The readings for today are unified by the theme of widows. Perhaps we gloss over that word without too much thought in our ordinary reading. Widows are women whose husbands have died; it’s a simple designation of marital status. But it’s anything but simple for women in the ancient near east. In both Hebrew and Hellenistic law and custom, a woman has no independent legal status as an individual. She can only be represented in society by a male guardian -- first her father, then her husband, and finally perhaps, her son. A woman without any of those people to protect and speak for her is the most vulnerable member of the community, with the exception of slaves. She literally has no standing -- no way to acquire a secure footing from which to lead a life that deserves respect and contributes to the community.

So when Jesus praises the widow who gives her mite at the synagogue, he was noting not just her financial contribution relative to her economic wealth. He points out that she is relinquishing the only thing that stands between her and nothingness. How is she to get something to live on? There is no one to procure it for her, and she has no respectable avenue of procuring it for herself. She is giving up the possibility, slender and temporary as it might be, of the pretense of membership in the community. And she does it, Jesus says, for the sake of a greater community in which she hopes to find a place.

I would like to think that those who heard Jesus’ words didn’t just watch the widow walk out of the synagogue with the vague thought that God would reward her bye and bye. Perhaps one of them ran after her and said, “My mother,” or “My aunt, I need to seek some security for you, so that it may be well with you.” After all, that’s what the community of apostles did, the author of Luke and Acts tells us, organizing a system of contributions and support for the widows and orphans among them -- a welfare system, a social safety net, if you will. They did not wait for the coming kingdom of God to make things right. They took responsibility for creating that reality in the here and now.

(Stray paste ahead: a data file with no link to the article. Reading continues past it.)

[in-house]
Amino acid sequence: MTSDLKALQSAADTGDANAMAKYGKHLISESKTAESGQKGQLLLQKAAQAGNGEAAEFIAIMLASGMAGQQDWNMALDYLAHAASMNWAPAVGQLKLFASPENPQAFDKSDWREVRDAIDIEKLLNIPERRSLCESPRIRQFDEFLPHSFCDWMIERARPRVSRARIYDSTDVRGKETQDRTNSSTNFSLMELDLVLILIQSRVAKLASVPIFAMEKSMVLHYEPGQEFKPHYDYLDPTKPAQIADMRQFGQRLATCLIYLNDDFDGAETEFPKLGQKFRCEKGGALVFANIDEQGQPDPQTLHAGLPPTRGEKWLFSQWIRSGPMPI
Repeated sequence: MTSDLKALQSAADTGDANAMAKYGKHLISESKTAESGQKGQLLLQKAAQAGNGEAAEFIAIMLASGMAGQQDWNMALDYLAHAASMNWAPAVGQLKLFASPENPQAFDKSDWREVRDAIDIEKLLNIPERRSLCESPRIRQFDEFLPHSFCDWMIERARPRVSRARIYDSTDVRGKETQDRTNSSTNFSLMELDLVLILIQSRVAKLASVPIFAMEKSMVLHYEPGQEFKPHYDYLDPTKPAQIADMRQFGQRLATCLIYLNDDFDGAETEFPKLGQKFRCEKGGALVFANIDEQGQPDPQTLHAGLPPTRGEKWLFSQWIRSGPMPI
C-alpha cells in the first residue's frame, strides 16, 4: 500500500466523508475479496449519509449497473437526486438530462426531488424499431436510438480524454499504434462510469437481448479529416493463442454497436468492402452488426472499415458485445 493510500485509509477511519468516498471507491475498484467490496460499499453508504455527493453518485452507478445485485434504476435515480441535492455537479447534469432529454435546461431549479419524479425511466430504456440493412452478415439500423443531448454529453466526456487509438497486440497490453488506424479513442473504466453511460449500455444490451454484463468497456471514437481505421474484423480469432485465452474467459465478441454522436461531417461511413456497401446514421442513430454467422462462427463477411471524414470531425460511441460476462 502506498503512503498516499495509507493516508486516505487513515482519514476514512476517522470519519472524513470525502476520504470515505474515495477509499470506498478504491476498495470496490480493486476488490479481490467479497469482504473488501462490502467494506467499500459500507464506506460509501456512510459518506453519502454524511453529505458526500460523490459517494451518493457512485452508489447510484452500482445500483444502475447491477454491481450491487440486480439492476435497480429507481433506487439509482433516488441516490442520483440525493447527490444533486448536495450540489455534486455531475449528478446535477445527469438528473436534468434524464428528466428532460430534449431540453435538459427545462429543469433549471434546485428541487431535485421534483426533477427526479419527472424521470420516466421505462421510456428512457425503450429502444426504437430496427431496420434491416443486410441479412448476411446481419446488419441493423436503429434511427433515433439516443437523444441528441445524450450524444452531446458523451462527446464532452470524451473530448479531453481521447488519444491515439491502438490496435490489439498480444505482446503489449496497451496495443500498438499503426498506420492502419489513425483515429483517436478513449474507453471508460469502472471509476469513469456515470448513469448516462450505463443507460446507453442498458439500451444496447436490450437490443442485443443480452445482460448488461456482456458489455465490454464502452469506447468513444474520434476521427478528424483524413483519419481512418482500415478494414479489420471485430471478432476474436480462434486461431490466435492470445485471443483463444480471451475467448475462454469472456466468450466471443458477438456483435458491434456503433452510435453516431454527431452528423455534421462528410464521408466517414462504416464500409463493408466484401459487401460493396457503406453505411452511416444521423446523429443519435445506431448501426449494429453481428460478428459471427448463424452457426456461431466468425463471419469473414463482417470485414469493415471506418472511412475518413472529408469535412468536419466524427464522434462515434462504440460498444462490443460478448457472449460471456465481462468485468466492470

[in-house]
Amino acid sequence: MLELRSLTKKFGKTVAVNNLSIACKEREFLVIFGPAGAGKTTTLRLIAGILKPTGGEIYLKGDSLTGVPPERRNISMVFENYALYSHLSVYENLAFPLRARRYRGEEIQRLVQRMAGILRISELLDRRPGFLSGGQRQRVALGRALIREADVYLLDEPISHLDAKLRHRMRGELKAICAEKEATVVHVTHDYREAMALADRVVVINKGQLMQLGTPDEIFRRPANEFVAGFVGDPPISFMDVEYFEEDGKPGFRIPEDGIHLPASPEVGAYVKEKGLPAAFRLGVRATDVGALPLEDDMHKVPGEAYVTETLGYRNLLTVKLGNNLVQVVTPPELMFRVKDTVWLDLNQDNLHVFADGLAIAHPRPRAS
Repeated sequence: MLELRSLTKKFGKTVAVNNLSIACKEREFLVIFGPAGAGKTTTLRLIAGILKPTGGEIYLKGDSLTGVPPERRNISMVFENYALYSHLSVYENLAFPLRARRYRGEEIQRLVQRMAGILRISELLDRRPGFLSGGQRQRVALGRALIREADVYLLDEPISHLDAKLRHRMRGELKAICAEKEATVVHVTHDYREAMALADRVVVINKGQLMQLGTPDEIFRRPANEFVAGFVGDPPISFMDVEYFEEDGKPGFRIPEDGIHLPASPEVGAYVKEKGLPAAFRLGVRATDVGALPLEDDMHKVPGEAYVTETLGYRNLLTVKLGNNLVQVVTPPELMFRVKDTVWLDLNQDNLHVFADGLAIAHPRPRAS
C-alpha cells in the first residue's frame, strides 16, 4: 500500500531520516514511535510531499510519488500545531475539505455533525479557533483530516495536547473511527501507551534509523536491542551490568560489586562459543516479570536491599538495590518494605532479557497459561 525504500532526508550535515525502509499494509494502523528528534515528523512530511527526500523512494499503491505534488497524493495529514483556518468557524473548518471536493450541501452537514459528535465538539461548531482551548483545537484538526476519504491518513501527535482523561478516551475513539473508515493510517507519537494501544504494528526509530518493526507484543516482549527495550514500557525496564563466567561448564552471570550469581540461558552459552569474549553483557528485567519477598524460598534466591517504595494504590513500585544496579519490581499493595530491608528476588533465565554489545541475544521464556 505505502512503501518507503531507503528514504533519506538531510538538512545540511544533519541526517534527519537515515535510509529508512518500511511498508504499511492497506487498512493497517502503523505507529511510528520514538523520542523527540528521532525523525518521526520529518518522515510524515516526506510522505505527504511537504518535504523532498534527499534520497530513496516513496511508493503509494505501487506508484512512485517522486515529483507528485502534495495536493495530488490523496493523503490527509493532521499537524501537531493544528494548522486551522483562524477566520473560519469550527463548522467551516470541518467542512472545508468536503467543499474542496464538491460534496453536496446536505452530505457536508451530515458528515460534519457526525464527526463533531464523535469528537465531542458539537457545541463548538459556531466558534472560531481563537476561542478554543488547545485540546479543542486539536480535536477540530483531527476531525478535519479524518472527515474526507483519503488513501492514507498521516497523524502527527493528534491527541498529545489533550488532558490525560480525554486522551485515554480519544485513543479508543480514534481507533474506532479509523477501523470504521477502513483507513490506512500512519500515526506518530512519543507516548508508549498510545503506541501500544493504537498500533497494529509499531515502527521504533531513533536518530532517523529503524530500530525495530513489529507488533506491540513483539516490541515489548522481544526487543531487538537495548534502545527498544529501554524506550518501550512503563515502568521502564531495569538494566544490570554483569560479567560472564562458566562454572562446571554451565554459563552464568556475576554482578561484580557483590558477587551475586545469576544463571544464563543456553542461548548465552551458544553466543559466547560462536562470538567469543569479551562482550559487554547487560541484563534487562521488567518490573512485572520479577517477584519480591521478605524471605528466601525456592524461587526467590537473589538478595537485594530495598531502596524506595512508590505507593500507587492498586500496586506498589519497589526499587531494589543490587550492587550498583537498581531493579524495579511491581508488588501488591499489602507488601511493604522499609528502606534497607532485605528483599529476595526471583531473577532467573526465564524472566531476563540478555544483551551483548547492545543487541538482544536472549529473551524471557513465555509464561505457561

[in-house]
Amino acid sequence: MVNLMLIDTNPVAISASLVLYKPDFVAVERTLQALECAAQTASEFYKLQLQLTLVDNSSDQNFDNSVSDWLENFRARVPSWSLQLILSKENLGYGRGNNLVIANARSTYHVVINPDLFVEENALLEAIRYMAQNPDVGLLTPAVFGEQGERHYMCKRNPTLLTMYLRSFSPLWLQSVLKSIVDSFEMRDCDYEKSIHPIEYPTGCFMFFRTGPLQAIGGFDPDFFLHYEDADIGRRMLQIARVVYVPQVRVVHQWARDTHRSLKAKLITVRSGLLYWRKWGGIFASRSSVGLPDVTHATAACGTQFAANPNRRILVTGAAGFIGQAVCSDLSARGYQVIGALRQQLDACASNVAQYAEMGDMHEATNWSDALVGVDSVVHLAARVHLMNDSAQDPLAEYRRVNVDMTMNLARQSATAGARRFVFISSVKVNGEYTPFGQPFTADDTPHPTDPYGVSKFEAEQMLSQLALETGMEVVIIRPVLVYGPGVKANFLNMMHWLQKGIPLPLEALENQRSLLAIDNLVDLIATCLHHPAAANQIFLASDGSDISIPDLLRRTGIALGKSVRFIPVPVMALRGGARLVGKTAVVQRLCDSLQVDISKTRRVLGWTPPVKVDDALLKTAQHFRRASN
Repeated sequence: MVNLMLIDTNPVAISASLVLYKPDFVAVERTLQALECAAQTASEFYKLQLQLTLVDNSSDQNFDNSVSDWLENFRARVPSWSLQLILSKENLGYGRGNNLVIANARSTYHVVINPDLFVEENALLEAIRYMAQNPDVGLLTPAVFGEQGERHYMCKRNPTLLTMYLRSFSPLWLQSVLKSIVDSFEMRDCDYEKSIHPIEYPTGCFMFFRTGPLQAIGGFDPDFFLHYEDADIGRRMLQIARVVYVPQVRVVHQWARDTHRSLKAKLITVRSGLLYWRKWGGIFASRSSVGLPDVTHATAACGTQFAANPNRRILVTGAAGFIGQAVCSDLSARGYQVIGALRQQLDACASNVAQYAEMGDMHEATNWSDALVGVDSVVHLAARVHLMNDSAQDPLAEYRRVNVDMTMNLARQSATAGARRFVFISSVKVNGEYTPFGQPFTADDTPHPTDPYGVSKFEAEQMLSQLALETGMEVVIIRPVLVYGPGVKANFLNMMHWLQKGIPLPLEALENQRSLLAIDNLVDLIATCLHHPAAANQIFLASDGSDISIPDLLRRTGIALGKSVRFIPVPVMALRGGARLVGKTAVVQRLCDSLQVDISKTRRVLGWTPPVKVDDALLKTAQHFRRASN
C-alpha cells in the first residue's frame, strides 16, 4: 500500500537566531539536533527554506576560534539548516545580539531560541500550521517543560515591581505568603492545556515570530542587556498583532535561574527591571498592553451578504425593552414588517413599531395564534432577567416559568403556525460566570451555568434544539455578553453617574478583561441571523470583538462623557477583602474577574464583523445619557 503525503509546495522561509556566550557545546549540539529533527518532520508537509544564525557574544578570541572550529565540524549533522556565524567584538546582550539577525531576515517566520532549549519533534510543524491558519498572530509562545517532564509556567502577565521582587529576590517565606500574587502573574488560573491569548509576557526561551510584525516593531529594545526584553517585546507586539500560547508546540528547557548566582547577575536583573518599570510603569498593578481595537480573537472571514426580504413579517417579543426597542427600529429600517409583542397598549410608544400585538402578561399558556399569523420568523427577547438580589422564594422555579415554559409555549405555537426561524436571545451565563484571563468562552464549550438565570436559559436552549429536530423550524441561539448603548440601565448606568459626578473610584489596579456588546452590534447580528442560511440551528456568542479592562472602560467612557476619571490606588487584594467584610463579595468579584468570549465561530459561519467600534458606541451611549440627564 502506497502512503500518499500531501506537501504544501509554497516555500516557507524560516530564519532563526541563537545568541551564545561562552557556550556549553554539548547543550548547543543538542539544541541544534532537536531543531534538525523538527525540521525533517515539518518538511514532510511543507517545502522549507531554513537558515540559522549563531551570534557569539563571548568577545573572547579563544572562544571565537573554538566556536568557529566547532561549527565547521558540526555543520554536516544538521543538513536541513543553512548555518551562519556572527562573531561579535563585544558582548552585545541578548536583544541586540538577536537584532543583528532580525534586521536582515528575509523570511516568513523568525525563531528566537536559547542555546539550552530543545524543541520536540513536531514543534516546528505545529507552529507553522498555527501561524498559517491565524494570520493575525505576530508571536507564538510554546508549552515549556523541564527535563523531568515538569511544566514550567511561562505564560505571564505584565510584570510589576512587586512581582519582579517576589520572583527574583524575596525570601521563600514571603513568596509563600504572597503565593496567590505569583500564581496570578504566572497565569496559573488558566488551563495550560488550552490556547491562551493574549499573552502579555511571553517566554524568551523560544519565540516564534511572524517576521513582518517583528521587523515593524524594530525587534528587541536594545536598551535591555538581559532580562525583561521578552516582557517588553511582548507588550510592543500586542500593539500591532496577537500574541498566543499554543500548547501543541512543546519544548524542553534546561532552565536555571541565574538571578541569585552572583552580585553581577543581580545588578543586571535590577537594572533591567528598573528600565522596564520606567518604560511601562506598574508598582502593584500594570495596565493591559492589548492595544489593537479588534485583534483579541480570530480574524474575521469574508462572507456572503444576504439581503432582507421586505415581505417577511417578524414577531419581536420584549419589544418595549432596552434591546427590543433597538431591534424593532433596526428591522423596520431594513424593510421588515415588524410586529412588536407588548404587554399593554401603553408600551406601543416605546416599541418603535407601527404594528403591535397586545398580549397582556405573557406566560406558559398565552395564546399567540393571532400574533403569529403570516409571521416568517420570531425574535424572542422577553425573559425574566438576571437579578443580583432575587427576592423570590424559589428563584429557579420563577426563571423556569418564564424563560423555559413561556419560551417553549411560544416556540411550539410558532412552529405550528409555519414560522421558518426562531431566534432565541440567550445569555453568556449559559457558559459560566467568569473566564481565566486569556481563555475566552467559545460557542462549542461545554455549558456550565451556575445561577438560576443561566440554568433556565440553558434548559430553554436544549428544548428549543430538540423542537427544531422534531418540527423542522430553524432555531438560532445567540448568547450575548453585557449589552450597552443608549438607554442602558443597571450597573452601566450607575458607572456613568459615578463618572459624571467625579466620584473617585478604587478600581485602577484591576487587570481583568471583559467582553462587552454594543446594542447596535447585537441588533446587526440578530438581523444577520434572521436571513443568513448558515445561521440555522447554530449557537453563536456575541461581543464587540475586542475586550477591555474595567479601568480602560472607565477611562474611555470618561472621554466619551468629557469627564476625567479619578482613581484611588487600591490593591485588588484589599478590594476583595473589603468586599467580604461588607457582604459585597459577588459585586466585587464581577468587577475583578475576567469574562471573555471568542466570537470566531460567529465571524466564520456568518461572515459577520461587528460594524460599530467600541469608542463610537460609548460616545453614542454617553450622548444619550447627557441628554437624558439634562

Too often the message “give sacrificially and trust that the Lord will provide” gets preached disproportionately to those for whom any giving is a risk. For these, a finger pointed to the Lord as provider is a finger pointed very deliberately away from those of us right here and quite able to provide for more than ourselves. I hope women have more and better options for finding security these days than tricking men into marrying them. (I’m terribly afraid that many do not.) But what I really see in these passages is a reminder that we are responsible for each other -- that when one of us casts off their last mite and throws herself on providence, they should find that God’s sheltering hands look a lot like my own.